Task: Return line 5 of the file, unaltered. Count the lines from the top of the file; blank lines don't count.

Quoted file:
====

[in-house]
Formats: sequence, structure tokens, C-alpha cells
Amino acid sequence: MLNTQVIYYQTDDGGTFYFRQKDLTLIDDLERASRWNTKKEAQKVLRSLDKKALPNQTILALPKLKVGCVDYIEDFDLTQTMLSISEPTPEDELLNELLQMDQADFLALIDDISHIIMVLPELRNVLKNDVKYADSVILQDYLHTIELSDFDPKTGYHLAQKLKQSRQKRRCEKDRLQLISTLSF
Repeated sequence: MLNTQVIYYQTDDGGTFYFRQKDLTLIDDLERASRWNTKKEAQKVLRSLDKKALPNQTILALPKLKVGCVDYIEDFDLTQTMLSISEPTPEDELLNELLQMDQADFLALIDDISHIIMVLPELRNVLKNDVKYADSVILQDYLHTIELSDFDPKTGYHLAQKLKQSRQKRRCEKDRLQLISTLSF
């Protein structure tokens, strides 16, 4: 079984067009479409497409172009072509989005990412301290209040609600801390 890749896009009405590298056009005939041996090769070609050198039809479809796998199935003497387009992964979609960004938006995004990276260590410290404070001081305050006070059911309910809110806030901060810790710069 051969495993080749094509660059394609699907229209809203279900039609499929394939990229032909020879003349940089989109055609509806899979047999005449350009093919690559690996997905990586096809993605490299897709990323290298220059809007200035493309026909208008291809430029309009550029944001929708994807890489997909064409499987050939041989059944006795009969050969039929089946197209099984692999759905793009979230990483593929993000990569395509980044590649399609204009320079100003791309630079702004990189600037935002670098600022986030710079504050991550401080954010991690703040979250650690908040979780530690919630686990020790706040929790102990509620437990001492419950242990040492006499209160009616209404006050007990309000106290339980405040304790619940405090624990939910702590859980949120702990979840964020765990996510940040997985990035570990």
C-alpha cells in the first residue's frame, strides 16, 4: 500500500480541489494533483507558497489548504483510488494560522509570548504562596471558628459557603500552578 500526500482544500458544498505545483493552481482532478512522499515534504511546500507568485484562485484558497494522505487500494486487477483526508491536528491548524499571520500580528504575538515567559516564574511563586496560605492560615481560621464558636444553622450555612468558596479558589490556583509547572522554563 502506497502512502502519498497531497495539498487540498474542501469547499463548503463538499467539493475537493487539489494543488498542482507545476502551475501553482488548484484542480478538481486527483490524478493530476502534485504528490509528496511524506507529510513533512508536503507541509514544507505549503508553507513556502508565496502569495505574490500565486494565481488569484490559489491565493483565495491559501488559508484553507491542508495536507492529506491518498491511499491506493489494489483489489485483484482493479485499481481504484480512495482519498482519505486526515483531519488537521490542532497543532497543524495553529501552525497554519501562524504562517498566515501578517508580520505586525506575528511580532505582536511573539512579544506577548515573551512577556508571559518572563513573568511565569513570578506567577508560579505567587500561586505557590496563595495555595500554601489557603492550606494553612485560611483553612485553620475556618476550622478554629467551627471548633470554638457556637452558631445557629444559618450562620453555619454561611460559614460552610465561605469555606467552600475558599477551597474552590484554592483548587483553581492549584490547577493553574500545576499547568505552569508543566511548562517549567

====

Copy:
């Protein structure tokens, strides 16, 4: 079984067009479409497409172009072509989005990412301290209040609600801390 890749896009009405590298056009005939041996090769070609050198039809479809796998199935003497387009992964979609960004938006995004990276260590410290404070001081305050006070059911309910809110806030901060810790710069 051969495993080749094509660059394609699907229209809203279900039609499929394939990229032909020879003349940089989109055609509806899979047999005449350009093919690559690996997905990586096809993605490299897709990323290298220059809007200035493309026909208008291809430029309009550029944001929708994807890489997909064409499987050939041989059944006795009969050969039929089946197209099984692999759905793009979230990483593929993000990569395509980044590649399609204009320079100003791309630079702004990189600037935002670098600022986030710079504050991550401080954010991690703040979250650690908040979780530690919630686990020790706040929790102990509620437990001492419950242990040492006499209160009616209404006050007990309000106290339980405040304790619940405090624990939910702590859980949120702990979840964020765990996510940040997985990035570990």